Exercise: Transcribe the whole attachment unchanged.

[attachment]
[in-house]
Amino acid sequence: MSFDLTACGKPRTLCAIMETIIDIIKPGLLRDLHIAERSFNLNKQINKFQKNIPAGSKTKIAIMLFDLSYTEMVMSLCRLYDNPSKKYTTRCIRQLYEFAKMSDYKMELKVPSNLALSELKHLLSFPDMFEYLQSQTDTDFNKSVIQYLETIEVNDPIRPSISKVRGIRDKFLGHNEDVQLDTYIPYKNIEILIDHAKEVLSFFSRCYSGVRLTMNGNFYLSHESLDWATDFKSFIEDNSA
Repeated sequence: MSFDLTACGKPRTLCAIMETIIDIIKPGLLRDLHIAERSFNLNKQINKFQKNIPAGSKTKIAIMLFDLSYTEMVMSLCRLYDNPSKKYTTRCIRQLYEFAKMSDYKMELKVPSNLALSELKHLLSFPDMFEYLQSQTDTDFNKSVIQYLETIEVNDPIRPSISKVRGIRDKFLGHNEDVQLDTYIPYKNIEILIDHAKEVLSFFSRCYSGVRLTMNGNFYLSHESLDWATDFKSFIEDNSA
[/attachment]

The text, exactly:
[in-house]
Amino acid sequence: MSFDLTACGKPRTLCAIMETIIDIIKPGLLRDLHIAERSFNLNKQINKFQKNIPAGSKTKIAIMLFDLSYTEMVMSLCRLYDNPSKKYTTRCIRQLYEFAKMSDYKMELKVPSNLALSELKHLLSFPDMFEYLQSQTDTDFNKSVIQYLETIEVNDPIRPSISKVRGIRDKFLGHNEDVQLDTYIPYKNIEILIDHAKEVLSFFSRCYSGVRLTMNGNFYLSHESLDWATDFKSFIEDNSA
Repeated sequence: MSFDLTACGKPRTLCAIMETIIDIIKPGLLRDLHIAERSFNLNKQINKFQKNIPAGSKTKIAIMLFDLSYTEMVMSLCRLYDNPSKKYTTRCIRQLYEFAKMSDYKMELKVPSNLALSELKHLLSFPDMFEYLQSQTDTDFNKSVIQYLETIEVNDPIRPSISKVRGIRDKFLGHNEDVQLDTYIPYKNIEILIDHAKEVLSFFSRCYSGVRLTMNGNFYLSHESLDWATDFKSFIEDNSA